Carbon dioxide (CO2) emissions are greenhouse gases resulting from the burning of fossil fuels. A greenhouse gas (GHG) is a gas that absorbs and emits thermal radiation, creating a "greenhouse effect." While carbon dioxide is important in keeping the Earth a habitable temperature, the excessive CO2 emissions caused by the increasing consumption of fossil fuels disrupt Earth's carbon cycle and accelerate global warming.
Global warming and climate change have several ecological impacts, such as floods, extreme storms, sea-level rise, and disturbed water systems. CO2 emissions contribute to a country's pollution levels.
Between 2010 and 2019, total global CO2 emissions have increased from 33.1 gigatons to 38 gigatons and are projected to increase in the coming years. Unfortunately, CO2 emissions are increasing worldwide, and the nations that are emitting the highest amounts are not doing enough to reduce emissions.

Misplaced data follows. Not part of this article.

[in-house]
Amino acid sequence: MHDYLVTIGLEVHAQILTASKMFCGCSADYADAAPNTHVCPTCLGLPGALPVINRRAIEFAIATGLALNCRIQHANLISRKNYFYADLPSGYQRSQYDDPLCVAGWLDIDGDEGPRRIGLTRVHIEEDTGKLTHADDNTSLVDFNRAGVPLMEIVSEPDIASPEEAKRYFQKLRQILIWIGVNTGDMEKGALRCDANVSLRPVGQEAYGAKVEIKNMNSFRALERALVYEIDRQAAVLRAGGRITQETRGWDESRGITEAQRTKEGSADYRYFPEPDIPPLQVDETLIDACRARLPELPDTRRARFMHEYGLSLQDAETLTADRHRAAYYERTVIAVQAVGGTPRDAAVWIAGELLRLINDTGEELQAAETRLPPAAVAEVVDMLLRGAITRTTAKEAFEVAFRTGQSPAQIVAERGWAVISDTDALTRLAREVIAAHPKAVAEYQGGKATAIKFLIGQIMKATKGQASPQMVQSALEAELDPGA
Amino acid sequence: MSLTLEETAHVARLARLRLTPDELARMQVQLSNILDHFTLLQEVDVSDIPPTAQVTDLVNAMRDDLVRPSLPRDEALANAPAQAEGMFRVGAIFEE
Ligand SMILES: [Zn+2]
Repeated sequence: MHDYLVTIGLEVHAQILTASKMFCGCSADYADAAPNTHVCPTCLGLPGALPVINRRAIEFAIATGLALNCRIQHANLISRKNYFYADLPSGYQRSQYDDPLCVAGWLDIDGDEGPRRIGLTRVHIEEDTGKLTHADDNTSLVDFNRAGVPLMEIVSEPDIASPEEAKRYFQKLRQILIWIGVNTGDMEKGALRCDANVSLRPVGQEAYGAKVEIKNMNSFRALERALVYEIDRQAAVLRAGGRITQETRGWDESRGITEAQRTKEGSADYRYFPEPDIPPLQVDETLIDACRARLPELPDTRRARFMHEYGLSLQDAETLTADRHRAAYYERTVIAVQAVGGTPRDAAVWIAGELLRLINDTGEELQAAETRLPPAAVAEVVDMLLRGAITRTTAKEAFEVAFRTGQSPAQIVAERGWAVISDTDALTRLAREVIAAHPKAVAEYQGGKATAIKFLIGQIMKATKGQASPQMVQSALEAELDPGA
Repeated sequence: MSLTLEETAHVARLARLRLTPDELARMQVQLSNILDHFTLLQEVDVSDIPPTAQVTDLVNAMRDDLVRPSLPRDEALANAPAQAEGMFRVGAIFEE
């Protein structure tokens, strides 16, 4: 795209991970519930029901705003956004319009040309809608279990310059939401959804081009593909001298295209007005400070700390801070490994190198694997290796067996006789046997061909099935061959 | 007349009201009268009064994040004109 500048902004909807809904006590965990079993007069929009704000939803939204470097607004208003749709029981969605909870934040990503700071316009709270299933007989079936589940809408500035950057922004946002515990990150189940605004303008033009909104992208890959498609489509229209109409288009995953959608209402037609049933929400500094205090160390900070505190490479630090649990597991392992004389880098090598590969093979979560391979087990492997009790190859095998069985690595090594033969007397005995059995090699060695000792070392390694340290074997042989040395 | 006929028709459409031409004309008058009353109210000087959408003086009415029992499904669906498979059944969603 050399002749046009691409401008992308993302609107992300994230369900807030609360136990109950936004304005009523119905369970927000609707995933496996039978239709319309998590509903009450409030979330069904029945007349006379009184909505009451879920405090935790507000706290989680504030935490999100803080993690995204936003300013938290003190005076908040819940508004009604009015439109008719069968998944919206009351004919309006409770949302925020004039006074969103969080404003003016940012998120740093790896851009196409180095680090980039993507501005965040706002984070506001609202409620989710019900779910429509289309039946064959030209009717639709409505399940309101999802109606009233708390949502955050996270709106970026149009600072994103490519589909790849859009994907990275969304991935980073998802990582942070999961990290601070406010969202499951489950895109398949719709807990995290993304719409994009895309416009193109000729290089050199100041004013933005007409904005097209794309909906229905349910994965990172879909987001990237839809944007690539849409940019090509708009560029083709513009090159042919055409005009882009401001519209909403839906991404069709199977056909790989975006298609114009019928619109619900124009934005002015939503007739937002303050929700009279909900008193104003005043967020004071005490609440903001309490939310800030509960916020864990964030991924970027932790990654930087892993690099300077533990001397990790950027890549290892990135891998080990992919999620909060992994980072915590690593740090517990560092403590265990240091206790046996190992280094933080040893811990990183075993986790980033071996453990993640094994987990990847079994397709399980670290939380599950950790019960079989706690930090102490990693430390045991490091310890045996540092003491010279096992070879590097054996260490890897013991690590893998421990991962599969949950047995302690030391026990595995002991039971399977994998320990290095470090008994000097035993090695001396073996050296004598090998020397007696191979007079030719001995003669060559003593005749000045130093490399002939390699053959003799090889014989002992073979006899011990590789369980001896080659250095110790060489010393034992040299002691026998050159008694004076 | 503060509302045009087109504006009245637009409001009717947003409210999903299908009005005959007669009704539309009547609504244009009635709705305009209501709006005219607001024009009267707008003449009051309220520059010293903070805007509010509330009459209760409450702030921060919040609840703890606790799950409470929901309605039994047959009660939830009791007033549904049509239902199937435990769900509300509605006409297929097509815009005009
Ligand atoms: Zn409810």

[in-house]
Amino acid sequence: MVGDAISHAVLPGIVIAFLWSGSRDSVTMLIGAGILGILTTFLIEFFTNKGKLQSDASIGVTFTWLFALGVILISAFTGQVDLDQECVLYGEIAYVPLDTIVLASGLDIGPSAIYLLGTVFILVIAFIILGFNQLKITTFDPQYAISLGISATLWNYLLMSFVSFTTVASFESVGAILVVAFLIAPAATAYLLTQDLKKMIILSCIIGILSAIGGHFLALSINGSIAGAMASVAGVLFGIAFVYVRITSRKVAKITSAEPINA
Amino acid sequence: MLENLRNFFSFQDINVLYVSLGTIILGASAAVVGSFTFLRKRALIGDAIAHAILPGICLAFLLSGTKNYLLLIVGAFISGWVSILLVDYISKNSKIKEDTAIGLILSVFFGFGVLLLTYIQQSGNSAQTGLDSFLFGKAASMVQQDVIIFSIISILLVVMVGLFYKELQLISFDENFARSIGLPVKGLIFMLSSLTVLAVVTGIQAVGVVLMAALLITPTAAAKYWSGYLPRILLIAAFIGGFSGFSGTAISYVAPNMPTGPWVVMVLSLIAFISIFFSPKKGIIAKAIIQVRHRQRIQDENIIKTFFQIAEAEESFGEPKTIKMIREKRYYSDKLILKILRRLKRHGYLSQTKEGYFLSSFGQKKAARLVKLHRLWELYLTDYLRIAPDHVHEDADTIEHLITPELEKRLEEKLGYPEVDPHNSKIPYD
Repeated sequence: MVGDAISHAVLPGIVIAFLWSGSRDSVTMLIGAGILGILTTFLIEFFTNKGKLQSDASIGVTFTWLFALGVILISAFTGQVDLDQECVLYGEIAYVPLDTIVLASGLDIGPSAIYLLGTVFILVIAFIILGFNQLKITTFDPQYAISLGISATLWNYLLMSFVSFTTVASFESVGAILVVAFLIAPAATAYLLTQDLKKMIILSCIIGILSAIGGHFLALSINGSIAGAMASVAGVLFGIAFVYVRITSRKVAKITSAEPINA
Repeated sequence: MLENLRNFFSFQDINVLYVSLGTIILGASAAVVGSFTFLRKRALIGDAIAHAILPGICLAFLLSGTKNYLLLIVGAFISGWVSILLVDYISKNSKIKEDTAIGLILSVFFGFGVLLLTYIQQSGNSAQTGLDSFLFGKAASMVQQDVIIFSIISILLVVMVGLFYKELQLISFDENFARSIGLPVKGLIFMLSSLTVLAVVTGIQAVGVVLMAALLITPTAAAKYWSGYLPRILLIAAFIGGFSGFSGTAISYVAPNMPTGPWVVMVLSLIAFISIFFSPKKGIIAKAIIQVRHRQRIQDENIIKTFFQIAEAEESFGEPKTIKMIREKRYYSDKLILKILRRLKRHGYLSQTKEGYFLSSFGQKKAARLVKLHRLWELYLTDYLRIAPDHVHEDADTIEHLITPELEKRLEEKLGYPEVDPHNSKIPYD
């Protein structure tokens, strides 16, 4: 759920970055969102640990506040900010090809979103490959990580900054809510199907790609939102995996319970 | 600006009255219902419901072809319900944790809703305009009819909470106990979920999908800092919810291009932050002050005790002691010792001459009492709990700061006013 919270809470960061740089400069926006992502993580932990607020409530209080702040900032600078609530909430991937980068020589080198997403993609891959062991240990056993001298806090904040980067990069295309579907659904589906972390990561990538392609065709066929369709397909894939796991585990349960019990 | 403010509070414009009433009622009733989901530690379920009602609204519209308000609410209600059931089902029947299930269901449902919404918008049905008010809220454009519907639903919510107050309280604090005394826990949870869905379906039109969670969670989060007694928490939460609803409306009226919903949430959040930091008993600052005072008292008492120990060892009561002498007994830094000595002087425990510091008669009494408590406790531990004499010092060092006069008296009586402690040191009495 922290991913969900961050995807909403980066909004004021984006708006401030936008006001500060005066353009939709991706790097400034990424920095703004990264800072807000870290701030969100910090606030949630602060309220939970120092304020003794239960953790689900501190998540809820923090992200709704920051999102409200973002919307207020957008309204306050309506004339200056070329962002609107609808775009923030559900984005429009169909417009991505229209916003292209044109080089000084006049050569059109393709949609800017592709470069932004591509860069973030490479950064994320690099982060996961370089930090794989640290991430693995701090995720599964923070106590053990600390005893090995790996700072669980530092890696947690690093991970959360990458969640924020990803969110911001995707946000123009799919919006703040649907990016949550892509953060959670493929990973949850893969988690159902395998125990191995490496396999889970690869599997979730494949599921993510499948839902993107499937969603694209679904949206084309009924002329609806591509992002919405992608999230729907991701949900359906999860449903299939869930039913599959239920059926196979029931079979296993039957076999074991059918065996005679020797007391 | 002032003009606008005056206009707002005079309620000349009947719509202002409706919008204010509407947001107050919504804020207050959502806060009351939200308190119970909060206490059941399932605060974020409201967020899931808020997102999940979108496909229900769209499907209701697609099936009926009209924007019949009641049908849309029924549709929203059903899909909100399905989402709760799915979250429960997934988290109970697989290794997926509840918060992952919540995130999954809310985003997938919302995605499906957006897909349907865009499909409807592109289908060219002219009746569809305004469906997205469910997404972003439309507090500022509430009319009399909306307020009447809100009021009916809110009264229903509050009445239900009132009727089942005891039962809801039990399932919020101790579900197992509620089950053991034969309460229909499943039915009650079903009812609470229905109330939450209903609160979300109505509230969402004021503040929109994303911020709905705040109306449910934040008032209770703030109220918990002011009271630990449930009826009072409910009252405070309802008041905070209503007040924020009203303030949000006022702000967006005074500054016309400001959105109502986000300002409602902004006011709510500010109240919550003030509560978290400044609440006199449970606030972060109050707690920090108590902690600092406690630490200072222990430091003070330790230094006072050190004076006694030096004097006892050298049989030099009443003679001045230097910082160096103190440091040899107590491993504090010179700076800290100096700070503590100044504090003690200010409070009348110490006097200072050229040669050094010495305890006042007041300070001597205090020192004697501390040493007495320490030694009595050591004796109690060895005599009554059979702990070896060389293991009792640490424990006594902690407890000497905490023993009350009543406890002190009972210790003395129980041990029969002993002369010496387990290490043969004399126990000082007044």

There are several ways for individuals to reduce their carbon footprint. Some are eating less red meat, choosing to walk, bike, carpool, or public transportation instead of driving their cars, and using reusable containers or bottles instead of buying individual packaging.
In general, developed countries have higher CO2 emissions. In the United States, energy use has increased in the past five years, most likely due to greater heating and cooling demands and lower oil prices, increasing the number of people traveling. This increase comes after almost a decade of a decrease in energy use. Developed countries such as Denmark, Luxembourg, and Switzerland are among the most environmentally friendly, implementing green initiatives to reduce their carbon footprint and overall improve their environmental health. The world can look at these developed countries to lead the initiatives for lowering CO2 emissions.
China has the highest level of CO2 emissions, producing 11.535 gigatons of CO2 emissions in 2019, followed by the United States with 5.243 gigatons. Below are each country's total CO2 emissions for 2019 and their share of total global CO2 emissions.